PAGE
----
To determine which home heating and air conditioning system is best for you, take into consideration factors such as: your budget, your comfort expectations, physical factors (such as your current system) and other unique features of your home. Because your geographical region is also an integral factor in choosing a home heating system or home central air conditioning unit, that should be taken into consideration as well.
For the basics of heating or cooling temperature control, you have four system options. Below is a list of those options followed by the approximate percentage of U.S. homes using that particular system:
- Gas Furnace/air conditioner (60% of homes)
- Gas Heat Pump (25% of homes)
- Gas Small Packaged System (5% of homes)
- Gas Boiler
There are other accessories you may want to consider to determine what system works best for you. Air cleaners, ventilators or a whole house humidifier may be useful.
System control is another factor when choosing a home heating system or central air conditioning. This involves being able to maintain a comfortable temperature, manually or automatically, to keep the home consistently comfortable with changing physical or environmental fluctuations.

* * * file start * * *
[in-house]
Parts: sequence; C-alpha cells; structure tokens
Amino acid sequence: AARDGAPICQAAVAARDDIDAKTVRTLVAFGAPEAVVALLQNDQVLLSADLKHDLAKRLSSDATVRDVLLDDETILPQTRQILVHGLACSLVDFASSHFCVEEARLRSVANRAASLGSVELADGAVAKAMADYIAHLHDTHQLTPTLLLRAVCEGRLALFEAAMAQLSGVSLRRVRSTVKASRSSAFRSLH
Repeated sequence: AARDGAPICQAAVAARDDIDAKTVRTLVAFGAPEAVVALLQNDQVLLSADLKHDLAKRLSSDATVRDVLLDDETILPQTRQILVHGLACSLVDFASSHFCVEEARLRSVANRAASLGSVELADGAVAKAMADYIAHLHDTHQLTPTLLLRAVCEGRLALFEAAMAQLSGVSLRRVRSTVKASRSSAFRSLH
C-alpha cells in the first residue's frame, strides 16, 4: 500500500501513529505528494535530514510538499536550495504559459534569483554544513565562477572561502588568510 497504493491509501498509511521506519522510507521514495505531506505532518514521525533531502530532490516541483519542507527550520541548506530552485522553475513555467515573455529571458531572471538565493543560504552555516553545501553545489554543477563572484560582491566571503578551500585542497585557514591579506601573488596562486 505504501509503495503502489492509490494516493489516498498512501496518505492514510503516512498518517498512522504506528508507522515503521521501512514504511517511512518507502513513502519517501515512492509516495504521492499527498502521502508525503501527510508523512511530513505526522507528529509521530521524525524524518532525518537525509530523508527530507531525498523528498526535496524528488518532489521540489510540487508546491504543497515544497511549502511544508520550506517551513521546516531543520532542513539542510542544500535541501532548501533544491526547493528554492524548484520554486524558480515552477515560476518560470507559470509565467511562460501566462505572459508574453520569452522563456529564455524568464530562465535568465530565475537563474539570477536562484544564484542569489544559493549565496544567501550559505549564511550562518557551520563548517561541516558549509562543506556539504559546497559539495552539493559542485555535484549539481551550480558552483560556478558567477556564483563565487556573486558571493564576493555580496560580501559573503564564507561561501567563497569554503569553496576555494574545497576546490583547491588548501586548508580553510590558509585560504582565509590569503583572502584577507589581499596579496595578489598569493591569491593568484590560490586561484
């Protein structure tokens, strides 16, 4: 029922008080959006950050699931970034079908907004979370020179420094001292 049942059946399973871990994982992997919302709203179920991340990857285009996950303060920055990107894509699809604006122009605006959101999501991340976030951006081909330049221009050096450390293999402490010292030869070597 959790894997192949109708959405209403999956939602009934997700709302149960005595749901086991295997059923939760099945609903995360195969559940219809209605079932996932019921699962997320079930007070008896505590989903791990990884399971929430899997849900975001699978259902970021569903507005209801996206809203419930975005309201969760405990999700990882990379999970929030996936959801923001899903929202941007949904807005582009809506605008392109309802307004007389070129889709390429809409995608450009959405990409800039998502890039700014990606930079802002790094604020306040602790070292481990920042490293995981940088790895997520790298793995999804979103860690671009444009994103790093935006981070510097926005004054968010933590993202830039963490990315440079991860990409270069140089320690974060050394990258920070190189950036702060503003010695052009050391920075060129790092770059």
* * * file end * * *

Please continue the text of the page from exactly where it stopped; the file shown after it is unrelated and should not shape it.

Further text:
To choose a heating and air conditioning system, you also must assess your current system. The three most likely energy sources for your comfort system are electricity, gas or oil. Here are some options based on your energy source.
If you have no gas or oil service, you will need to go with an all-electric system, which means a heat pump or air conditioner. You may be able to have a gas line installed at your home, but that could be an additional cost. In some areas, electrical rates are so low that an all-electric system can still be the best option even if gas or oil are available.
If natural gas is available, furnaces and boilers become options for you. You may still opt to have an all-electric system if that suits your home or your personal preference.
If oil is available, furnaces and boilers are also options for you. However, you can switch over to an all-electric system to better fit your needs.
Everybody's home is different. Some are big, some are small. Older homes are not as tightly sealed as new ones, which means efficiency is reduced. The number and size of windows, what direction the home is facing, number of mature trees in the yard and many more factors can affect your comfort, and may play a part in deciding what type of system is best for you. A Weather Master specialist has the expertise to assess any unusual circumstances surrounding the specific needs of your home.